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Power, and pitfalls, of an electrical smart grid

The economic stimulus invests $4.5 billion in a digital energy network, which may prevent blackouts. The project to build one is daunting, though, experts say.

April 27, 2009|Rebecca Cole

WASHINGTON — One warm August afternoon in 2003, a power failure originating in Ohio coursed through the electrical grid in the Northeast, sparking the nation's largest blackout and leaving millions in eight states without air conditioning, traffic lights and cellphone service.

Energy experts say that shutdown, which cost an estimated $6 billion, might have been averted by a "smart grid."

President Obama has made the smart grid a major plank of his "rebuilding America" plan, viewing it as a way not only to eliminate blackouts and power failures, but also to create jobs and cut greenhouse gas emissions that contribute to global warming.

A smart grid -- a digital network enabling utilities, consumers and alternative sources of renewable energy to "talk" to one another instantaneously -- could steer electricity to where it is needed most.

In the economic stimulus act that the president signed in February, Congress allocated $4.5 billion for smart grid investments, a thin slice of the $38.7 billion that the package funneled to the Department of Energy.

But is it enough?

"We are making a down payment," said Matt Rogers, a senior advisor to Energy Secretary Steven Chu.

The down payment will fund a set of pilot projects to demonstrate the viability of the smart grid and to show that it can deliver energy on a large scale, Rogers said.

Another goal: driving electrical utilities to make long-term investments in smart-grid technologies.

The Electric Power Research Institute, a utility industry think tank, has estimated the cost of building a smart grid at a staggering $165 billion -- about $8 billion a year for two decades.

And one of the biggest challenges in rolling out a smart grid, energy experts say, is getting hundreds of industries, from power generators to appliance and auto manufacturers, to agree on a set of standards -- some already developed, many not ready yet.

"If you look at how vast the grid is, all the way from generator to consumer, to bring together a communication fabric so that information can be exchanged will take four to five years, easy," said Arshad Mansoor, vice president of power delivery and utilization at the institute.

Hired by the National Institute of Standards and Technology, a nonregulatory agency within the Department of Commerce, to develop a road map of standards and find consensus on a plan, Mansoor's group will help NIST, Chu and Commerce Secretary Gary Locke jump-start the process in early May.

The potential problems are daunting: "It will be a mess," Mansoor says, if auto manufacturers each come up with a unique standard for how plug-in hybrid technology will communicate with the smart grid. To avoid that scenario, the electric utility industry is working with automotive engineers to develop plug-in standards.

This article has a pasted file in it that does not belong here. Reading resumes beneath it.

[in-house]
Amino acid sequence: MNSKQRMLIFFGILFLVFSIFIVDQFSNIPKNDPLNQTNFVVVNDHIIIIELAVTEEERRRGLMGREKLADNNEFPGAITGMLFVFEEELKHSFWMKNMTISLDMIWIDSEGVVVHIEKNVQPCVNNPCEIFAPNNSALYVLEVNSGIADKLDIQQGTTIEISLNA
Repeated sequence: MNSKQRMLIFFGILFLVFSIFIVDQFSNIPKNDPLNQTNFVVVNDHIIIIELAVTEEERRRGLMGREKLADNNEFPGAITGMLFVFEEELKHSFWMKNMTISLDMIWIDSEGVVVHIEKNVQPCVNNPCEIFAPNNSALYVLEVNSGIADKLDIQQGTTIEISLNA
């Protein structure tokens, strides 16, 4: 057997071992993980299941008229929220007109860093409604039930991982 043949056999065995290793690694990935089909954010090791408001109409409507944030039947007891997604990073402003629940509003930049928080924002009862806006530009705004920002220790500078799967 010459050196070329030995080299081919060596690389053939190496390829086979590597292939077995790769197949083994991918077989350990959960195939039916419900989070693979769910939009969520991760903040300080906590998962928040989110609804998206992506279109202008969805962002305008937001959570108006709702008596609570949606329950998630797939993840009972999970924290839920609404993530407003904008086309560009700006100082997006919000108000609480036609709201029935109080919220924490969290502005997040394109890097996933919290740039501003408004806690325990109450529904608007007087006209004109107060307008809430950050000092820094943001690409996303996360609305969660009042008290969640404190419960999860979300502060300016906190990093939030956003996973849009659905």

Demand for electricity is predicted to grow 30% by 2020, placing yet more stress on the grid and increasing risk of blackouts. That's without the additional demand of 1 million plug-in hybrids that Obama has pledged to add to the nation's roads by 2015.

"Today an American consumer uses 13 times the electricity he or she did a half-century ago, and there are twice as many of us," James Hoecker told a House energy subcommittee this year. The former chairman of the Federal Energy Regulatory Commission, now counsel for electricity industry advocacy group WIRES, said: "We're asking the transmission system to perform tasks for which it was not designed."

Today, on hot summer days when consumers crank up the air conditioning, electric utilities have no way of controlling that demand. All they can do is turn on more power plants to try to meet it.

Bracken Hendricks, a senior fellow at the Center for American Progress, says that the "dumb and old energy distribution system" hasn't changed much from the pioneering days of Thomas Edison and Nikola Tesla at the turn of 20th century.

"Electricity in the grid is like water in pipes," Hendricks said. "You need to manage supply and demand. You have to keep the levels in balance or the whole system crashes down."

In order to meet rising demand, he says, energy companies just build more power plants -- primarily fueled by coal or natural gas, a major source of carbon dioxide emissions.

Spreading a small measure of renewable energy around even a portion of the grid, Hendricks said, could prevent a cascading blackout like the one in 2003.

"We're looking at a period that has all the potential to be very transformative, depending on how lean and mean the electricity industry can be," Hoecker said in an interview. "It's a quarter-century-long sustained effort."

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rcole@tribune.com

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